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Work-Related Stress, Quitting Intentions and Absenteeism

Author

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  • Leontaridi, Rannia

    (University of Stirling)

  • Ward-Warmedinger, Melanie E.

    (European Central Bank)

Abstract

The paper uses data from the International Social Surveys Program (ISSP) to investigate work-related stress among a group of 15 OECD countries. It examines the determinants of work-related stress and explores the importance of work-related stress as a predictor of individuals' quitting behaviour and the rate of absenteeism. We find that those individuals reporting to experience at least some stress in their current position are 10 - 14 % more likely to hold intentions to quit or be absent from work than those without any job stress, with the probability of intending to quit or being absent increasing with successively higher workrelated stress levels.

Suggested Citation

  • Leontaridi, Rannia & Ward-Warmedinger, Melanie E., 2002. "Work-Related Stress, Quitting Intentions and Absenteeism," IZA Discussion Papers 493, Institute of Labor Economics (IZA).
  • Handle: RePEc:iza:izadps:dp493
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    References listed on IDEAS

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    1. Shields, Michael A. & Ward, Melanie, 2001. "Improving nurse retention in the National Health Service in England: the impact of job satisfaction on intentions to quit," Journal of Health Economics, Elsevier, vol. 20(5), pages 677-701, September.
    2. Andrew Clark & Yannis Georgellis & Peter Sanfey, "undated". "Job Satisfaction, Wage changes and Quits: Evidence from Germany," Economics and Finance Discussion Papers 98-06, Economics and Finance Section, School of Social Sciences, Brunel University.
    3. Leigh, J. Paul, 1991. "Employee and job attributes as predictors of absenteeism in a national sample of workers: The importance of health and dangerous working conditions," Social Science & Medicine, Elsevier, vol. 33(2), pages 127-137, January.
    4. George A. Akerlof & Andrew K. Rose & Janet L. Yellen, 1988. "Job Switching and Job Satisfaction in the U.S. Labor Market," Brookings Papers on Economic Activity, Economic Studies Program, The Brookings Institution, vol. 19(2), pages 495-594.
    5. Brown, Sarah & Sessions, John G, 1996. "The Economics of Absence: Theory and Evidence," Journal of Economic Surveys, Wiley Blackwell, vol. 10(1), pages 23-53, March.
    6. Davidson, Russell & MacKinnon, James G., 1993. "Estimation and Inference in Econometrics," OUP Catalogue, Oxford University Press, number 9780195060119.
    7. Allen, Steven G, 1981. "An Empirical Model of Work Attendance," The Review of Economics and Statistics, MIT Press, vol. 63(1), pages 77-87, February.
    8. Mohammed Chaudhury & Ignace Ng, 1992. "Absenteeism Predictors: Least Squares, Rank Regression, and Model Selection Results," Canadian Journal of Economics, Canadian Economics Association, vol. 25(3), pages 615-635, August.
    9. MacFadyen, Alan J. & MacFadyen, Heather Wood & Prince, Nancy J., 1996. "Economic stress and psychological well-being: An economic psychology framework," Journal of Economic Psychology, Elsevier, vol. 17(3), pages 291-311, June.
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    Citations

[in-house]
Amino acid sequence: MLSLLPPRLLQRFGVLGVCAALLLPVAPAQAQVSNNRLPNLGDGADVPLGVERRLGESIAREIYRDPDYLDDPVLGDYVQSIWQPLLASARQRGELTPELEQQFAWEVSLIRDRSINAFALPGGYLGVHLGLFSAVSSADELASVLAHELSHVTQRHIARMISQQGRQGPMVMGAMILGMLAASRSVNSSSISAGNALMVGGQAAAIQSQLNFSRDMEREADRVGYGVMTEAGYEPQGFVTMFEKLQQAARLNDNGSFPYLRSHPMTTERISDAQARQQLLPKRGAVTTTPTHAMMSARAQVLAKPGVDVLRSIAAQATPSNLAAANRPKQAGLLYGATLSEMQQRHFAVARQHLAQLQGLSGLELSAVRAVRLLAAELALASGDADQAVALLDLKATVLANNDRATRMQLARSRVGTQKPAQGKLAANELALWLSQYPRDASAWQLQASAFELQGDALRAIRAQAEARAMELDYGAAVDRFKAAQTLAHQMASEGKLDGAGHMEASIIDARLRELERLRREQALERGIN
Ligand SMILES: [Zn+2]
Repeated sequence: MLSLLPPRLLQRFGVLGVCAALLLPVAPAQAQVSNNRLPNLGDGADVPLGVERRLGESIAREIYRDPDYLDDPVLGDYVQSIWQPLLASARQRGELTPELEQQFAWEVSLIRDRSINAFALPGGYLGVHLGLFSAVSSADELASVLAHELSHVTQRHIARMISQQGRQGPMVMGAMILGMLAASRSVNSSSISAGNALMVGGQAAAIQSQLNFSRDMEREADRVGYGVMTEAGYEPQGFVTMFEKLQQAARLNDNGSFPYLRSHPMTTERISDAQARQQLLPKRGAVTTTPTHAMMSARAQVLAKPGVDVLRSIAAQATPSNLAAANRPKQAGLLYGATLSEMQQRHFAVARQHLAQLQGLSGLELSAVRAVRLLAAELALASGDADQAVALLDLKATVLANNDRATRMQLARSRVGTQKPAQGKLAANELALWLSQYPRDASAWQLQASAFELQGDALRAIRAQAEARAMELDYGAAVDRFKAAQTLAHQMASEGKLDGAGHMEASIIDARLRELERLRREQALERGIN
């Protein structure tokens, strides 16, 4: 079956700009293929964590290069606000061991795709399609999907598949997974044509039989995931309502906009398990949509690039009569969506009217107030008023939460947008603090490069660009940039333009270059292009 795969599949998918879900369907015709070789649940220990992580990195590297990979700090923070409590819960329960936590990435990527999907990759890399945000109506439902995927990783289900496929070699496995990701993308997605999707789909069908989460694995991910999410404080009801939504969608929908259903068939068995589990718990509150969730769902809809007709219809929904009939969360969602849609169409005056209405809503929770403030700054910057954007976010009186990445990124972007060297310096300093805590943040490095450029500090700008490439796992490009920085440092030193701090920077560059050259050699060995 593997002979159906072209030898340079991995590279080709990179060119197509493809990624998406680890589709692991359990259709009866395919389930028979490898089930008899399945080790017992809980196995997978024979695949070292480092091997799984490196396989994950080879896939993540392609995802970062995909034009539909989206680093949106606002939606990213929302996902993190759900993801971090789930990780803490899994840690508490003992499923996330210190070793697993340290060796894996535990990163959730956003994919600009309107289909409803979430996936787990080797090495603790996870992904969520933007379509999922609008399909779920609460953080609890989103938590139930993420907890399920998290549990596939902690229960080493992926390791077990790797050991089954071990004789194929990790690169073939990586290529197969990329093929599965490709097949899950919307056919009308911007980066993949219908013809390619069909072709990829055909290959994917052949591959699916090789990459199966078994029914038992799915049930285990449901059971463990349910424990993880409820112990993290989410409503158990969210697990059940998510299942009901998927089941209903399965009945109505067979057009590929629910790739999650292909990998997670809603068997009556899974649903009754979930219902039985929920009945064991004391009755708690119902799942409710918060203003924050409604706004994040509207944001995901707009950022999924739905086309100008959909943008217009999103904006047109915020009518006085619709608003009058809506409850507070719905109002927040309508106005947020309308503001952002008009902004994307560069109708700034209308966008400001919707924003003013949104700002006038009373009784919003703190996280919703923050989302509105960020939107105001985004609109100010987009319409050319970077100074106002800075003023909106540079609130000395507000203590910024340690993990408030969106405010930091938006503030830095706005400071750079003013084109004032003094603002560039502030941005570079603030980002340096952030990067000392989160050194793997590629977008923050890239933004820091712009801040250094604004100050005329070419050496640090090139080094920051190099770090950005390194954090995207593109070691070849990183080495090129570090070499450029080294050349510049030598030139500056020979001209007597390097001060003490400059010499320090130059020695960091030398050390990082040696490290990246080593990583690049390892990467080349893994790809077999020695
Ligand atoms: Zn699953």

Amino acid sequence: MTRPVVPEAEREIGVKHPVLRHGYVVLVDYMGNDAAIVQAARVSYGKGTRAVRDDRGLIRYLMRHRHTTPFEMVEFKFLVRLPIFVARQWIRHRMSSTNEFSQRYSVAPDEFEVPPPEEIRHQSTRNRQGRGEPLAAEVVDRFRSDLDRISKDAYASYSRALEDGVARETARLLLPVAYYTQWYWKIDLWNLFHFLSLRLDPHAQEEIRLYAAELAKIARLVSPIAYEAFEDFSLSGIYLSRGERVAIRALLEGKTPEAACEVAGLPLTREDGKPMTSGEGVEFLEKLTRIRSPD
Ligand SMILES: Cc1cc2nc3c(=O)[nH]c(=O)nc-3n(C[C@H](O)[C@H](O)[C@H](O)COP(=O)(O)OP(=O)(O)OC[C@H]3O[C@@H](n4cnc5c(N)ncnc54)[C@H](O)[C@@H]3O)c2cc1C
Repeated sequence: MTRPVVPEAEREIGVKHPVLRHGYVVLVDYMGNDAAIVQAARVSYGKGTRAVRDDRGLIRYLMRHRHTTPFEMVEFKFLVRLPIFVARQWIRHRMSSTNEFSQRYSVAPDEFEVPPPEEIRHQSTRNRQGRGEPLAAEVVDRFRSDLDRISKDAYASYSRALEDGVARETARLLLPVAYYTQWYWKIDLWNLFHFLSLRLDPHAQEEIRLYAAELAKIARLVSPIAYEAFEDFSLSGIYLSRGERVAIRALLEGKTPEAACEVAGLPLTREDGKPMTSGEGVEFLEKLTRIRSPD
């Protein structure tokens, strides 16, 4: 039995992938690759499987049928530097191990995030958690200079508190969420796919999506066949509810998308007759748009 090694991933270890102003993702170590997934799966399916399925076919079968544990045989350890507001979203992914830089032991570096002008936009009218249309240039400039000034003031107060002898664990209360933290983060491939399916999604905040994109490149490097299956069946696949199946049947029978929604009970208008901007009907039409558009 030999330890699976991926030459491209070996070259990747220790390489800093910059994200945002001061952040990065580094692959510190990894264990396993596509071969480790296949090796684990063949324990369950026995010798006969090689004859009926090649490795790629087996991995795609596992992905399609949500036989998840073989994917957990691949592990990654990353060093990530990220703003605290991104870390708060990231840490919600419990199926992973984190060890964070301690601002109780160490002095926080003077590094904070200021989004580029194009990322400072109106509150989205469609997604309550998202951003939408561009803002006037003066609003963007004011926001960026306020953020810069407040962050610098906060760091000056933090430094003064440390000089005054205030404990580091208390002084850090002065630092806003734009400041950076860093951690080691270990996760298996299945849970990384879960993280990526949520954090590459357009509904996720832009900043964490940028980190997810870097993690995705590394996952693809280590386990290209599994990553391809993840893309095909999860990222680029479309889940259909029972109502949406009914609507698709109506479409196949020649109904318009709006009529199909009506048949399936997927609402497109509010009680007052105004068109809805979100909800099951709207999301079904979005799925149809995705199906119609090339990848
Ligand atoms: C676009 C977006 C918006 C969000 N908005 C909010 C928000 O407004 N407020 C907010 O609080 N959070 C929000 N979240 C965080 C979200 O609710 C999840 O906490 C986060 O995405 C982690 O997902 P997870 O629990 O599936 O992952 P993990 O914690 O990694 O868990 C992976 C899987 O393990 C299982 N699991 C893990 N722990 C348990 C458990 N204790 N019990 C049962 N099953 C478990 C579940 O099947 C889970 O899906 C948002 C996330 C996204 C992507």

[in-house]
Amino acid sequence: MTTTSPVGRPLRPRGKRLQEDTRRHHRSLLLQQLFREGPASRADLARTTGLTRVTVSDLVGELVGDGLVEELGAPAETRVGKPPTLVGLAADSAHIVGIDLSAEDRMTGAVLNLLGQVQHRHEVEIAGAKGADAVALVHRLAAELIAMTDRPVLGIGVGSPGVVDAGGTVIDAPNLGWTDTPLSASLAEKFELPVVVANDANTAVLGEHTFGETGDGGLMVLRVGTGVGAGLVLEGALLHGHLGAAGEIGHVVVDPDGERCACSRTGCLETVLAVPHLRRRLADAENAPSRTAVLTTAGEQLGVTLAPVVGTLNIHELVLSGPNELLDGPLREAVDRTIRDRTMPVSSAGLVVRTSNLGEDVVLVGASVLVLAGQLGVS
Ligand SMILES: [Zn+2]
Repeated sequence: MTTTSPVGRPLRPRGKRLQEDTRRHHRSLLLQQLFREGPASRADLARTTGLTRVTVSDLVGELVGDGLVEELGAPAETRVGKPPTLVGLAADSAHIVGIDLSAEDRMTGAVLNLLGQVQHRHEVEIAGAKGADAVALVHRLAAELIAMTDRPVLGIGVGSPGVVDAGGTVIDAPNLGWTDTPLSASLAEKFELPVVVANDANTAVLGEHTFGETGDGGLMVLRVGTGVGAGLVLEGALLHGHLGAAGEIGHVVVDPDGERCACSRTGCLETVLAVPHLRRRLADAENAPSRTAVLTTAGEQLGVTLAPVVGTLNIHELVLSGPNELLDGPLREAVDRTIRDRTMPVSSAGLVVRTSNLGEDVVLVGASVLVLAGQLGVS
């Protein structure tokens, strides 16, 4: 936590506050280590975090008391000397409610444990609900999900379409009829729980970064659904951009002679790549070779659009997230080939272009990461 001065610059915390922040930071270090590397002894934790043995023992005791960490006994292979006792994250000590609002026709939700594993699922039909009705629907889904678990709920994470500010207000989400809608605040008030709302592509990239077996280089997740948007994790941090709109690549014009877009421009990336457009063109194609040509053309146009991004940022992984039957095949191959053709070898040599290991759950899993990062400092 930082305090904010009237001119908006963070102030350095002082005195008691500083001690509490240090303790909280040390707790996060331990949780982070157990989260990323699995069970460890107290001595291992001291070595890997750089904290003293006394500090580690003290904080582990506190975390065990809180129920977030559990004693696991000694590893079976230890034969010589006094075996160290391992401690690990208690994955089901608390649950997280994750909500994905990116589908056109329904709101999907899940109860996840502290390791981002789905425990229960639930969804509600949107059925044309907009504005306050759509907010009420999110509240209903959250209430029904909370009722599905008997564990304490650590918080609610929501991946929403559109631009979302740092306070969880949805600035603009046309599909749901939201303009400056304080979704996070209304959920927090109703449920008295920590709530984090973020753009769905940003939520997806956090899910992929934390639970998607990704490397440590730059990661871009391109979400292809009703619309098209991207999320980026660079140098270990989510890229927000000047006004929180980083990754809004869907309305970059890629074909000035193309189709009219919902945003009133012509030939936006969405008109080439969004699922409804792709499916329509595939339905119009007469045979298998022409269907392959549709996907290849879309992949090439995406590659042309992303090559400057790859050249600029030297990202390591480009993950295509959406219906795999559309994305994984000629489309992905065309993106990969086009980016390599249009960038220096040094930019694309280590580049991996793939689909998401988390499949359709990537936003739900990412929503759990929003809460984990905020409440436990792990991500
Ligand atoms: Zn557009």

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    Cited by:

    1. González Álvarez, Mª Luz & Gamero-Burón, Carlos, 2013. "Coste de las visitas médicas y urgencias asociadas al estrés laboral en España/Health Care Costs Due to Job Stress in Spain," Estudios de Economia Aplicada, Estudios de Economia Aplicada, vol. 31, pages 417-444, Septiembr.
    2. Jones, Melanie K & Latreille, Paul L & Sloane, Peter J, 2011. "NILS Working paper no 180. Job anxiety, work-related psychological illness and workplace performance," NILS Working Papers 26078, National Institute of Labour Studies.
    3. María José Suárez & Cristina Muñiz, 2018. "Unobserved heterogeneity in work absence," The European Journal of Health Economics, Springer;Deutsche Gesellschaft für Gesundheitsökonomie (DGGÖ), vol. 19(8), pages 1137-1148, November.
    4. Atif Atique Siddiqui & Raja Ahmed Jamil, 2015. "Antecedents of Employees’ Turnover Intentions: Evidence from Private Educational Institutions," American Journal of Economics and Business Administration, Science Publications, vol. 7(4), pages 160-165, November.
    5. Takahashi, Ana Maria, 2016. "Job stress in Japanese academia: The role of relative income, time allocation by task, and children," Journal of Asian Economics, Elsevier, vol. 43(C), pages 12-17.
    6. Gamero-Burón, Carlos, 2010. "Evaluación del coste por pérdida de jornadas laborales asociado al estrés laboral: propuesta para España/Assessing the Cost of Lost Working Days Associated With Job Stress: A Proposal for Spain," Estudios de Economia Aplicada, Estudios de Economia Aplicada, vol. 28, pages 689(20á)-68, Diciembre.
    7. Razan Saleh Al Zadjali & Omer Ali Ibrahim, 2021. "The Impact of Absenteeism in Banking Sector in Oman," International Review of Management and Marketing, Econjournals, vol. 11(2), pages 23-29.

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    More about this item

    Keywords

    job stress; quits; turnover; absenteeism;
    All these keywords.

    JEL classification:

    • J22 - Labor and Demographic Economics - - Demand and Supply of Labor - - - Time Allocation and Labor Supply
    • J28 - Labor and Demographic Economics - - Demand and Supply of Labor - - - Safety; Job Satisfaction; Related Public Policy
    • J63 - Labor and Demographic Economics - - Mobility, Unemployment, Vacancies, and Immigrant Workers - - - Turnover; Vacancies; Layoffs
    • I10 - Health, Education, and Welfare - - Health - - - General

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